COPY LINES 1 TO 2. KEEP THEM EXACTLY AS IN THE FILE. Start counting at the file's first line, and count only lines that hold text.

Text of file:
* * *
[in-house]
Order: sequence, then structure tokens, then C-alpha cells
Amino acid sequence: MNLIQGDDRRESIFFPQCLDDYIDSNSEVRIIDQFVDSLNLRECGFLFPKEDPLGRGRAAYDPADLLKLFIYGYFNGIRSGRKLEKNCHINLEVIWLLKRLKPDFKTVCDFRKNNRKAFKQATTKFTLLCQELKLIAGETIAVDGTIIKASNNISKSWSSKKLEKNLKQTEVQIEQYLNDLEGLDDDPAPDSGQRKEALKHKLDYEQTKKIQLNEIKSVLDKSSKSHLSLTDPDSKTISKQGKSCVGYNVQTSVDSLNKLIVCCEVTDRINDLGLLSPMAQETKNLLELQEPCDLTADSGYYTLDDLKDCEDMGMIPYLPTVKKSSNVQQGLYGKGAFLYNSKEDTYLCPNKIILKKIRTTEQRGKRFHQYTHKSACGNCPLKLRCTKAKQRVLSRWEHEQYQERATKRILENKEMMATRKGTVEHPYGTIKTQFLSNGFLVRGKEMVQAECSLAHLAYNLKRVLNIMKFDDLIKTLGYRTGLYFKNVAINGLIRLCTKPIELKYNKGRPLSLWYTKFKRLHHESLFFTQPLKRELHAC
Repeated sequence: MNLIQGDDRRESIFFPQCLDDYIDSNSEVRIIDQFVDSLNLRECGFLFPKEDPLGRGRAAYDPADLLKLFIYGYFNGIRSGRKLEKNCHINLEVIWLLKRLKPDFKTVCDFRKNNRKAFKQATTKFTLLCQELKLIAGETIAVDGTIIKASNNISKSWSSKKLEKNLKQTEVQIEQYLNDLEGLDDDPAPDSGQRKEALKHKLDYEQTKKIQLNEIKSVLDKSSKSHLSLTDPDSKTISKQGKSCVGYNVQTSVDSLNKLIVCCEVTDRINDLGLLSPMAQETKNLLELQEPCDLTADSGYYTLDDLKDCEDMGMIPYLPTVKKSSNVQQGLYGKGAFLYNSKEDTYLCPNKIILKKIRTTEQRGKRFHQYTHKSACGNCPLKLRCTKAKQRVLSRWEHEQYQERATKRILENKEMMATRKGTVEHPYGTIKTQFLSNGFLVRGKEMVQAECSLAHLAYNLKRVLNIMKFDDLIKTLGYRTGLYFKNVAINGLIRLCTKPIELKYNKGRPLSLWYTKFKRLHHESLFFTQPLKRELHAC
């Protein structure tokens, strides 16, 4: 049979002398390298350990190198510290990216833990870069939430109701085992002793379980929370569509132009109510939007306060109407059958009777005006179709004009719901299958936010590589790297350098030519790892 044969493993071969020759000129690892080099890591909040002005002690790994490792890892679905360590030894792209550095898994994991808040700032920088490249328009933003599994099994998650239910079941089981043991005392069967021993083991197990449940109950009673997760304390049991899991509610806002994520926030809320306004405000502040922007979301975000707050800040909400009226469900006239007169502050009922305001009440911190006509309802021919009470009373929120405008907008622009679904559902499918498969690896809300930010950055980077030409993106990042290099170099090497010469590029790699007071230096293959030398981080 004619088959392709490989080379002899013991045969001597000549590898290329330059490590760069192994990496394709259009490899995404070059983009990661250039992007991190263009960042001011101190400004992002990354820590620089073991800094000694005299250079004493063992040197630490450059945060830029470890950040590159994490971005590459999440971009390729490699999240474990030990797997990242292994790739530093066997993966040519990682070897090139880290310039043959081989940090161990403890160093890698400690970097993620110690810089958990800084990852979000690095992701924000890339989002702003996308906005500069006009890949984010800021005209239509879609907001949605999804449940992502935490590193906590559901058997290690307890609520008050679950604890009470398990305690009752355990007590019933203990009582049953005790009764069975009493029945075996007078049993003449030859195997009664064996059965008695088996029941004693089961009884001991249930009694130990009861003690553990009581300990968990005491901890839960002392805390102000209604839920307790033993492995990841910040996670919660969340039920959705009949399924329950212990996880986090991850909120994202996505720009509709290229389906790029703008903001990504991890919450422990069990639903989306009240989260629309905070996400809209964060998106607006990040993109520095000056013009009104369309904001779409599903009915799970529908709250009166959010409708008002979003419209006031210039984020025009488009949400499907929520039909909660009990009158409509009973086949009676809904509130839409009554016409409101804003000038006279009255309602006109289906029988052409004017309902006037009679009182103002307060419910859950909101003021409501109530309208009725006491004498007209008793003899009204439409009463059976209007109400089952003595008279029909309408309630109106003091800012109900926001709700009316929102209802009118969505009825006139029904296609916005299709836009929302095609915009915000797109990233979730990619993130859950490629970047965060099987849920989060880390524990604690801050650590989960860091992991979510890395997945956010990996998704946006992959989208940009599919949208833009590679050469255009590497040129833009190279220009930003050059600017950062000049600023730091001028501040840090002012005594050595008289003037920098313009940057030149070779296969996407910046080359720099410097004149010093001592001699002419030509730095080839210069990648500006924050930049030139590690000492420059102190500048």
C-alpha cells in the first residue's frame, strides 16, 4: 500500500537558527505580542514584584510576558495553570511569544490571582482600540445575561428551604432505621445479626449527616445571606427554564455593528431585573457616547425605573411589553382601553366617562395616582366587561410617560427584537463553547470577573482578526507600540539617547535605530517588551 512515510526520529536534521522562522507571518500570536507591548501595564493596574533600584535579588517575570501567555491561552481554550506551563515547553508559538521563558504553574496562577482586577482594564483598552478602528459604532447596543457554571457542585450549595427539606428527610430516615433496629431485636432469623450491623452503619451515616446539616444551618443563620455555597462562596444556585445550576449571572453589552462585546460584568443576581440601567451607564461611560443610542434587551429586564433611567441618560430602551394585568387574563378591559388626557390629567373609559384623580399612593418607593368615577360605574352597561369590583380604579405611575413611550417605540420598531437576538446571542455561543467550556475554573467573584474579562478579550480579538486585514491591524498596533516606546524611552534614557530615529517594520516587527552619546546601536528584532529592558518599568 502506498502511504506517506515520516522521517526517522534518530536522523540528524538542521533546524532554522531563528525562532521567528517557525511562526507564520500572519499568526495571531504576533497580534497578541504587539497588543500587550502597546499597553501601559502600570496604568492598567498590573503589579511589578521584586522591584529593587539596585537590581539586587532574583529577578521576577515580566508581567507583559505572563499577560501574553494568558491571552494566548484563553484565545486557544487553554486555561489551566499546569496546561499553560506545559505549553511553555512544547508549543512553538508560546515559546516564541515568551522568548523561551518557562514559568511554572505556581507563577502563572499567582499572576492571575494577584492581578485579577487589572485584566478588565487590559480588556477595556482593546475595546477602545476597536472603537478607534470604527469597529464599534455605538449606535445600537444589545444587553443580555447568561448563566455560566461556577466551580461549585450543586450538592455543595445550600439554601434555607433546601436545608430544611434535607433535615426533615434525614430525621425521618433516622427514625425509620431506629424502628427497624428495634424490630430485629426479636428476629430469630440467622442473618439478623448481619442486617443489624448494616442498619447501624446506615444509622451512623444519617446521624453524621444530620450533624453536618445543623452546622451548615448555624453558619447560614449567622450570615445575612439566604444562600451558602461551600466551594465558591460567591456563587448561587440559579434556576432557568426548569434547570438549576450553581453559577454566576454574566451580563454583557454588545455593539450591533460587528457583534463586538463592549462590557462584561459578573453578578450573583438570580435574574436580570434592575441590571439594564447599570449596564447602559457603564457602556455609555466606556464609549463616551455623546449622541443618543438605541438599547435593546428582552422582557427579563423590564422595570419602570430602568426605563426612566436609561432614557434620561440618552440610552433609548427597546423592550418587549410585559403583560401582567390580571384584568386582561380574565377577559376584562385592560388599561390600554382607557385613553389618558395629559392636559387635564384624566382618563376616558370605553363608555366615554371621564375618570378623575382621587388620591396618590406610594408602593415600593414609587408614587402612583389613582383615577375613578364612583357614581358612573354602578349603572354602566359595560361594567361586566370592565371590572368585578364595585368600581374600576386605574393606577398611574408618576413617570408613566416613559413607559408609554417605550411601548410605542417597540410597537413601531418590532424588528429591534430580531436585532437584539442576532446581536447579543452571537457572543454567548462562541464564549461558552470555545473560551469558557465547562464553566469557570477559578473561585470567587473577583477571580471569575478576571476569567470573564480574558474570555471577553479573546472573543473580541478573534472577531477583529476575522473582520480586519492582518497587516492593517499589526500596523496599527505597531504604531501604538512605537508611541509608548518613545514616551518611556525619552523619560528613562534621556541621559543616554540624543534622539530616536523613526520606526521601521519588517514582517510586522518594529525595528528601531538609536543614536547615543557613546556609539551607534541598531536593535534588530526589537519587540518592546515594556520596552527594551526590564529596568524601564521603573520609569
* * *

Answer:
[in-house]
Order: sequence, then structure tokens, then C-alpha cells